the iron gates Of Death and Lethe, where confused lie Great heaps of ruinous mortality : In that deep dusky dungeon to discern A royal ghost from churls; by art to learn The physiognomy of shades, and give Them sudden birth, wondering how oft they live; What story coldly tells, what poets feign At second hand, and picture without brain, Senseless and soul-less shows: to give a stage, Ample, and true with life, voice, action, age, As Plato's year, and new scene of the world, Them unto us, or us to them had hurl'd : 'To raise our ancient sovereigns from their hearse, Make kings his subjects; by exchanging verse Enlive their pale trunks, that the present age Joys in their joy, and trembles at their rage :

Yet so to temper passion, that our ears
Take pleasure in their pain, and eyes in tears
Both weep and smile ; fearful at plots so sad,
Then laughing at our fear; abus’d, and glad
To be abus'd; affected with that truth
Which we perceive is false, pleas’d in that ruth
At which we start, and, by elaborate play,
Tortur'd and tickled ; by a crab-like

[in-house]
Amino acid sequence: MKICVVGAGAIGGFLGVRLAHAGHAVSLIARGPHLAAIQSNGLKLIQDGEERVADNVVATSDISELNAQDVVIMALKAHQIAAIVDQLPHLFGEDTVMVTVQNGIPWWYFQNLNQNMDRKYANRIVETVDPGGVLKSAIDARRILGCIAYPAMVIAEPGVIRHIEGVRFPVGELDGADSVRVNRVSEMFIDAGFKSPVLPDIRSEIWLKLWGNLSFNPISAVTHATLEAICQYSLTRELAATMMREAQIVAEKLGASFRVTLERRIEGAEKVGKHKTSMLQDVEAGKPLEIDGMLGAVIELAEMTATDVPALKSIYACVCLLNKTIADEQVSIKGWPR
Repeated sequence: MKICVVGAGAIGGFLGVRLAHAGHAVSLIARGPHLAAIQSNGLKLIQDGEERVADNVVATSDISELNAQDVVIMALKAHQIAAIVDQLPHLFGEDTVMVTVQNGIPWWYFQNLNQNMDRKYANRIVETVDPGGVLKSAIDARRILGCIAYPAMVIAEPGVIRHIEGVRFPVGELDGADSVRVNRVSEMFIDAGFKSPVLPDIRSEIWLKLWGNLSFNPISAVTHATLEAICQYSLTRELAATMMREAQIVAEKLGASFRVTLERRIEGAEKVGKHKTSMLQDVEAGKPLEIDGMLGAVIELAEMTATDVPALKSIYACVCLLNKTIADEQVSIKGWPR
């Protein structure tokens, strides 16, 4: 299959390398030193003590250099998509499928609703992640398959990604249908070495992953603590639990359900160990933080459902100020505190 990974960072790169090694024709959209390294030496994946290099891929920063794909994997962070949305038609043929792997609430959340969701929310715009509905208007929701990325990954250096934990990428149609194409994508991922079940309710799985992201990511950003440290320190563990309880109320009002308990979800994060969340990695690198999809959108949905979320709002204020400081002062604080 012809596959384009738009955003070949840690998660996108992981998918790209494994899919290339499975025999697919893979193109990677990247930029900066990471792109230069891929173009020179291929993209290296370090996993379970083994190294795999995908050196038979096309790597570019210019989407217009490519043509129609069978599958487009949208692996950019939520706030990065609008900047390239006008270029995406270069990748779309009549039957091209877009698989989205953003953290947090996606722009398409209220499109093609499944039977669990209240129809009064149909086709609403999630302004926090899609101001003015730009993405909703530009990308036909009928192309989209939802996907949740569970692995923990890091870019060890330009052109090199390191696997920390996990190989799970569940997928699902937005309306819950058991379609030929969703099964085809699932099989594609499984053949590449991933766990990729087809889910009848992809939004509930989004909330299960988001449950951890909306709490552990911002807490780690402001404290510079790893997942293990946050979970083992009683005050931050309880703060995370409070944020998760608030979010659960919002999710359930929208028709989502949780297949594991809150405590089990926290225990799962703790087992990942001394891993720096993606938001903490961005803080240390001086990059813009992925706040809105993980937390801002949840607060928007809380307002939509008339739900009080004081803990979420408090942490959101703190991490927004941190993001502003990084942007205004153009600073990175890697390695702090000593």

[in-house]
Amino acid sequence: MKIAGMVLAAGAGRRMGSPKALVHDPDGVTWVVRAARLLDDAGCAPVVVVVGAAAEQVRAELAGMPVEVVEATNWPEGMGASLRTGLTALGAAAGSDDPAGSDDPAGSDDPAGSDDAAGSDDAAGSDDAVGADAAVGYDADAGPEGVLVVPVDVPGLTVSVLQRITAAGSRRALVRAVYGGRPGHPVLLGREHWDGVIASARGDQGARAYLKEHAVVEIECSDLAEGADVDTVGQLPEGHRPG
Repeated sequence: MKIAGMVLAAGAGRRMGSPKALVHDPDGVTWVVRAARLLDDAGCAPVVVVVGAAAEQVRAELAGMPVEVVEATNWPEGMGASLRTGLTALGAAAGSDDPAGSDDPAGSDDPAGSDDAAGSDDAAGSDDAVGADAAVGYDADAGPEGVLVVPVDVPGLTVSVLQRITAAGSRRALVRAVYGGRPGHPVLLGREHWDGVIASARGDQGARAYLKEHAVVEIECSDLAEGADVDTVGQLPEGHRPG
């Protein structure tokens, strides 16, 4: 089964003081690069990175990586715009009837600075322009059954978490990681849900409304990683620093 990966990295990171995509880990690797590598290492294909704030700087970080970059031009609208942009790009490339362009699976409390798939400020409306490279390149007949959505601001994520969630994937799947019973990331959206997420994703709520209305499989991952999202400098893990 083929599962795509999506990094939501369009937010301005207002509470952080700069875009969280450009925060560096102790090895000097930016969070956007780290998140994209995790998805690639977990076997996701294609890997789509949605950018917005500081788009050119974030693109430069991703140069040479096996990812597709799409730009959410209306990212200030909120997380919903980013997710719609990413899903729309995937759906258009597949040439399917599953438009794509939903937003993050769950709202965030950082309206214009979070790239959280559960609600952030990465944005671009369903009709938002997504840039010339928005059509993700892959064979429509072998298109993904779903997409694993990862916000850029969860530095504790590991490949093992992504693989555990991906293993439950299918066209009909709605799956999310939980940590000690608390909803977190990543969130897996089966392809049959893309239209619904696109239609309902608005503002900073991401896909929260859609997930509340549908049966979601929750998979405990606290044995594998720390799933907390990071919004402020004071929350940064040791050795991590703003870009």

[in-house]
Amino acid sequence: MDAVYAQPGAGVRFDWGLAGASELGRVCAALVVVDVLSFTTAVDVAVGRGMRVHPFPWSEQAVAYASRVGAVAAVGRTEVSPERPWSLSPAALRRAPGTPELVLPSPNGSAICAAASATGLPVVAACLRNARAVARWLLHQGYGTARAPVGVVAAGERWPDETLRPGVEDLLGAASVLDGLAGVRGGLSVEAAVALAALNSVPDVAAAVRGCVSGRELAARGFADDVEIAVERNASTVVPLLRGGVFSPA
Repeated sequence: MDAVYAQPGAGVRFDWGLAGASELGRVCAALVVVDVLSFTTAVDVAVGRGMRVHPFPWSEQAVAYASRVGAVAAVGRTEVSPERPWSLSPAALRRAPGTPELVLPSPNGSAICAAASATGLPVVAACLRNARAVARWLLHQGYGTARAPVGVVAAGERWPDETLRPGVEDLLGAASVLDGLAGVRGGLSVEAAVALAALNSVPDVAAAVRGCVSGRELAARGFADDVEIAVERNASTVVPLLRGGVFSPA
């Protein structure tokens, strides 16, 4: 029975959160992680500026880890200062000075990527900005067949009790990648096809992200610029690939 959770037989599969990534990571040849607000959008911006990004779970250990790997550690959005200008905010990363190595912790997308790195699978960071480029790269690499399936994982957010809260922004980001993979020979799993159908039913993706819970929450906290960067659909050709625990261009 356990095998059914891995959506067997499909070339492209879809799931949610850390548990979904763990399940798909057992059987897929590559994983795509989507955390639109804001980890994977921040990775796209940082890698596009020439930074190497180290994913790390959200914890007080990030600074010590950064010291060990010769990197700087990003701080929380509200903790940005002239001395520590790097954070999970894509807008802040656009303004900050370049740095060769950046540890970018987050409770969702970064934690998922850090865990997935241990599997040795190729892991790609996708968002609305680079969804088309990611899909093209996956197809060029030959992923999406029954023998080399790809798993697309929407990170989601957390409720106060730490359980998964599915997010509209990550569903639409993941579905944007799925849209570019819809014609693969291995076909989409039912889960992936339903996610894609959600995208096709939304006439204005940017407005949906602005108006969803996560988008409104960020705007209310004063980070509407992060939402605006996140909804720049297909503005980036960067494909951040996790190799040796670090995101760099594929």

way Time past made pastime, and in ugly sort Disgorging up his ravin for our sport :

While the plebeian imp, from lofty throne, Creates and rules a world, and works upon Mankind by secret engines; now to move A chilling pity, then a rigorous love; To strike up and stroke down both joy and ire; To steer the affections ; and by heavenly fire Mould us anew, stolen from ourselves :This, and much more, which cannot be express'd But by himself, his tongue, and his own breast, Was Shakespeare's freehold; which his cunning brain Improv’d, by favour of the nine-fold train ; The buskin’d muse, the comic queen, the grand And louder tone of Clio, nimble hand And nimbler foot of the melodious pair, The silver-voiced lady, the most fair Calliope, whose speaking silence daunts, And she whose praise the heavenly body chants.